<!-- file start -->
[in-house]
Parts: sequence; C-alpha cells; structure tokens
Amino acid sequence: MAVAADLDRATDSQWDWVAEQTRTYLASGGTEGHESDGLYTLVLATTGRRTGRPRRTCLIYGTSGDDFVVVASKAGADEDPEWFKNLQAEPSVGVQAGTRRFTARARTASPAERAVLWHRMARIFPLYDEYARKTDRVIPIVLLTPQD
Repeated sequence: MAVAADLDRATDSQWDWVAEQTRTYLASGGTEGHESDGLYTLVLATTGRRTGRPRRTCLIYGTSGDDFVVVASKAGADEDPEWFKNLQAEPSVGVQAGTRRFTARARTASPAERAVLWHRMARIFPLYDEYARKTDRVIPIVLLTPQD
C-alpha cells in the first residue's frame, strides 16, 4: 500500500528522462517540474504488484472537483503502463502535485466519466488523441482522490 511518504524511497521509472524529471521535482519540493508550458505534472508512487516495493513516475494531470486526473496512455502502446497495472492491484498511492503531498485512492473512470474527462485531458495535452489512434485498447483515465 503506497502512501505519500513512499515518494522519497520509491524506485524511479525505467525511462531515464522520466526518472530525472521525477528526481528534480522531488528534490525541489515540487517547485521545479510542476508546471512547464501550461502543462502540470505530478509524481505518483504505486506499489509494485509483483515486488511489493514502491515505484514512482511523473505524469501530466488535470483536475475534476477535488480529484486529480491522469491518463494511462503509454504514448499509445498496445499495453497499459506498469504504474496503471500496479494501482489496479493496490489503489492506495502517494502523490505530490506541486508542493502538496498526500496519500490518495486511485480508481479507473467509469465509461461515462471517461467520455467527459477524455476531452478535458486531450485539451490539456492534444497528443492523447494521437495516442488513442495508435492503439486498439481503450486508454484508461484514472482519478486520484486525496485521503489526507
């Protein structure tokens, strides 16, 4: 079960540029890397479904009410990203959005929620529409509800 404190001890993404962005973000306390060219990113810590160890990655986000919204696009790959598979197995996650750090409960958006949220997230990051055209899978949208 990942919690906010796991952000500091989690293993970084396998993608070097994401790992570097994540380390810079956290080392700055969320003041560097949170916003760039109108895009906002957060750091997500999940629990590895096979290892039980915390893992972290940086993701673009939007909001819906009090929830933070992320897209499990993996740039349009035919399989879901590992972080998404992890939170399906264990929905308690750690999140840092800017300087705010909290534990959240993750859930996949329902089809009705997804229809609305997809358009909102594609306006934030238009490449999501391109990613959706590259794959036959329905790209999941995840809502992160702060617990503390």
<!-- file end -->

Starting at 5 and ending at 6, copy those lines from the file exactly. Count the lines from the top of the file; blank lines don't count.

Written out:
C-alpha cells in the first residue's frame, strides 16, 4: 500500500528522462517540474504488484472537483503502463502535485466519466488523441482522490 511518504524511497521509472524529471521535482519540493508550458505534472508512487516495493513516475494531470486526473496512455502502446497495472492491484498511492503531498485512492473512470474527462485531458495535452489512434485498447483515465 503506497502512501505519500513512499515518494522519497520509491524506485524511479525505467525511462531515464522520466526518472530525472521525477528526481528534480522531488528534490525541489515540487517547485521545479510542476508546471512547464501550461502543462502540470505530478509524481505518483504505486506499489509494485509483483515486488511489493514502491515505484514512482511523473505524469501530466488535470483536475475534476477535488480529484486529480491522469491518463494511462503509454504514448499509445498496445499495453497499459506498469504504474496503471500496479494501482489496479493496490489503489492506495502517494502523490505530490506541486508542493502538496498526500496519500490518495486511485480508481479507473467509469465509461461515462471517461467520455467527459477524455476531452478535458486531450485539451490539456492534444497528443492523447494521437495516442488513442495508435492503439486498439481503450486508454484508461484514472482519478486520484486525496485521503489526507
């Protein structure tokens, strides 16, 4: 079960540029890397479904009410990203959005929620529409509800 404190001890993404962005973000306390060219990113810590160890990655986000919204696009790959598979197995996650750090409960958006949220997230990051055209899978949208 990942919690906010796991952000500091989690293993970084396998993608070097994401790992570097994540380390810079956290080392700055969320003041560097949170916003760039109108895009906002957060750091997500999940629990590895096979290892039980915390893992972290940086993701673009939007909001819906009090929830933070992320897209499990993996740039349009035919399989879901590992972080998404992890939170399906264990929905308690750690999140840092800017300087705010909290534990959240993750859930996949329902089809009705997804229809609305997809358009909102594609306006934030238009490449999501391109990613959706590259794959036959329905790209999941995840809502992160702060617990503390």